Dog drug aimed at kids
Having trouble getting rid of your kid's head lice? Try giving him your dog's heartworm medicine!
Yes, I know that sounds absurd. That's exactly what I thought when I read about a recent study showing that the drug ivermectin (a common heartworm med for dogs) is more effective in treating head lice than the typical topical treatment.
Lice is one of the most common (not to mention least- threatening) childhood ailments around, yet researchers are willing to give your children powerful antiparasitic drugs to treat it. (Need any more proof that they care less about you and more about their purse strings?)
But here's what really gets me. This drug was a complete failure in a previous study on lice. But instead of scrapping the idea, researchers decided to try doubling the dose.
And what do you know? After 15 days, 95 percent of kids on the dog pills were free of lice (no word on fleas, though).
Effective? Maybe -- but that's akin to fishing with hand grenades.
No one knows for sure what side effects this drug might unleash on children -- but it's been known to cause irregular heartbeats, chest pain, nausea, diarrhea, headaches, dizziness, muscle pain and more. There's also a risk of severe allergic reactions.
The researchers say the drug should only be used for difficult-to-control cases, but c'mon -- does anyone doubt that this "treatment" won't spread like lice once it's approved?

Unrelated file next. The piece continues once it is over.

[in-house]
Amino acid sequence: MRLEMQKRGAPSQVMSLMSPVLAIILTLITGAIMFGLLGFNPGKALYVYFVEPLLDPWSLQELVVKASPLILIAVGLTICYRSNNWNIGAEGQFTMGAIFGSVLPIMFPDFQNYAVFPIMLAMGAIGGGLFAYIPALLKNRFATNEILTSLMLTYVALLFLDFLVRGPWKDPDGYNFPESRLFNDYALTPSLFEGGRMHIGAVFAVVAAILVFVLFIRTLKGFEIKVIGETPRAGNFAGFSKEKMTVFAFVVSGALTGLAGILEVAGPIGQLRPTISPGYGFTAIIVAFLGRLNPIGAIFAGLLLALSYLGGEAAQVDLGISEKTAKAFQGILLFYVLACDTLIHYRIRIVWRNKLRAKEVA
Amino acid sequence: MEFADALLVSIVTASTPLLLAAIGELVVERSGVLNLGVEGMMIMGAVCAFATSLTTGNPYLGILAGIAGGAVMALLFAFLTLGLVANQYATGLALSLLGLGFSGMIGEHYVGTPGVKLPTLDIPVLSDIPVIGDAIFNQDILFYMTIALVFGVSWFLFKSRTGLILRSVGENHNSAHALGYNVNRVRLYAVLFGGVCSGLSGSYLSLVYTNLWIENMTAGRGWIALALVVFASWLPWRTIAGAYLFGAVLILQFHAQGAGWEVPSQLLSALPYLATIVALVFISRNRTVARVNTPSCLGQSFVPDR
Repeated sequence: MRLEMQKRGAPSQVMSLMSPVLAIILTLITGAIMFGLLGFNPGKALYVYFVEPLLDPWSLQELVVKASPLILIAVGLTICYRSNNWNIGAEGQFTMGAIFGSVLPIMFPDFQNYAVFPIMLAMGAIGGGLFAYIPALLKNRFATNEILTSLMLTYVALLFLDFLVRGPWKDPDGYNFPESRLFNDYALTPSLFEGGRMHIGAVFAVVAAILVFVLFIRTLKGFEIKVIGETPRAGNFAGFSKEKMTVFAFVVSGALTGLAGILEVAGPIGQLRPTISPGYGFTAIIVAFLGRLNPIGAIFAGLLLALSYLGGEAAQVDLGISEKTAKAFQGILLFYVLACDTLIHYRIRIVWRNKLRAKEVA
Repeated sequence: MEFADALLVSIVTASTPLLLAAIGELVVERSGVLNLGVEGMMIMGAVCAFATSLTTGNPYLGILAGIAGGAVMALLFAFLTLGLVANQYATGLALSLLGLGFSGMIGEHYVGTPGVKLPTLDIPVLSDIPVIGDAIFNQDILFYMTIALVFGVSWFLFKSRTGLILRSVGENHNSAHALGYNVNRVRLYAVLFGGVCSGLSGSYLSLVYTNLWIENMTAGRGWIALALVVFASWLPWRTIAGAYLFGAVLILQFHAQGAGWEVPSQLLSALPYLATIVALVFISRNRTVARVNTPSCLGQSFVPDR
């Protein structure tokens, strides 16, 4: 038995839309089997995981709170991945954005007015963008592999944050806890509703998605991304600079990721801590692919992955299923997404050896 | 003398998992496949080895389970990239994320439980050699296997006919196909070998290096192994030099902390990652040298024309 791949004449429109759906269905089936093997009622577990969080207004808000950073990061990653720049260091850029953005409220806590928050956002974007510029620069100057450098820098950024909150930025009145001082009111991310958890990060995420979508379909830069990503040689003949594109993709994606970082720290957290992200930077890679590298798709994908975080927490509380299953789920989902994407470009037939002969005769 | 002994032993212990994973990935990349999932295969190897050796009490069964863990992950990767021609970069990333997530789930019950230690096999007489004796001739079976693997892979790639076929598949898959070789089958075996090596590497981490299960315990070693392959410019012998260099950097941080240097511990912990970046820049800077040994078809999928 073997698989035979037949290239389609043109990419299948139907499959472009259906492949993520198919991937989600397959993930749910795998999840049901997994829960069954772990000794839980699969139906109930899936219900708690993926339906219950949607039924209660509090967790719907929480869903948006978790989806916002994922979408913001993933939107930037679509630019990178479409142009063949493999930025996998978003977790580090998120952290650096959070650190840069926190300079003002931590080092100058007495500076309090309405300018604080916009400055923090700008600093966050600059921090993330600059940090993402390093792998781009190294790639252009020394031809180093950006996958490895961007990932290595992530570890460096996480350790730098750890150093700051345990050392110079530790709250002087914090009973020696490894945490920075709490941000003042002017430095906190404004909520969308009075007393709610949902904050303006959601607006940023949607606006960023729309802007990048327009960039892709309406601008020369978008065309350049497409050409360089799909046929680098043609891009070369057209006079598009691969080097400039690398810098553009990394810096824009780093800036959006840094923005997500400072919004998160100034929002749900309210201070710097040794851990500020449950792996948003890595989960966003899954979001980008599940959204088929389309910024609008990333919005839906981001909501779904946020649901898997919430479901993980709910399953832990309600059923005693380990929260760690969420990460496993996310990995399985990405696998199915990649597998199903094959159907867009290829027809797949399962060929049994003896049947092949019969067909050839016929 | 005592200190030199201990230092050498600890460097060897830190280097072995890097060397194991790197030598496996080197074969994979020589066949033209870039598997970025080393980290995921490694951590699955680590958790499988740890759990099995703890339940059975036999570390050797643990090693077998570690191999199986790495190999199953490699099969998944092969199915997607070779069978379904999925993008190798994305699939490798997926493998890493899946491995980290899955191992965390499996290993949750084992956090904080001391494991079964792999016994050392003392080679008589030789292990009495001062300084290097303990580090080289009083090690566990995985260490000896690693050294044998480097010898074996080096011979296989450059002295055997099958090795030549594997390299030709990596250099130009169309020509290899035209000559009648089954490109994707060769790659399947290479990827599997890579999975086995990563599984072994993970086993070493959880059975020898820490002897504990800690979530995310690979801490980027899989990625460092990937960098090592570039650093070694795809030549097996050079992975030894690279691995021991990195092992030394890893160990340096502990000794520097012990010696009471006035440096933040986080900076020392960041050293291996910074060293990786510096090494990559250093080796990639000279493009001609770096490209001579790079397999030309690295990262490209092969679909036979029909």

In reality, NO case of lice is difficult to control if you attack it at the source. I don't know what parents are being taught these days, but my generation grew up with a safe drug-free treatment that's still effective today and will remain just as effective 100 years from now: shave the head, and the bugs are gone.
Wash, freeze or dispose of toys that might be infested, and you're done with it.
It's so easy you'd have to be missing what's under your hair to conclude that drugs and poisons are a better option.
I can hear the whining already -- other kids might laugh and point at the baldy in the classroom. But that's what hats are for. Most kids are wearing those things 24-7 anyway, backwards, sideways and inside out.
Besides, when a kid gets lice, odds are the rest of the class has it too. Just tell 'em to laugh and point back.
About the author
William Campbell Douglass I.I., M.D. has been called "the conscience of modern medicine."
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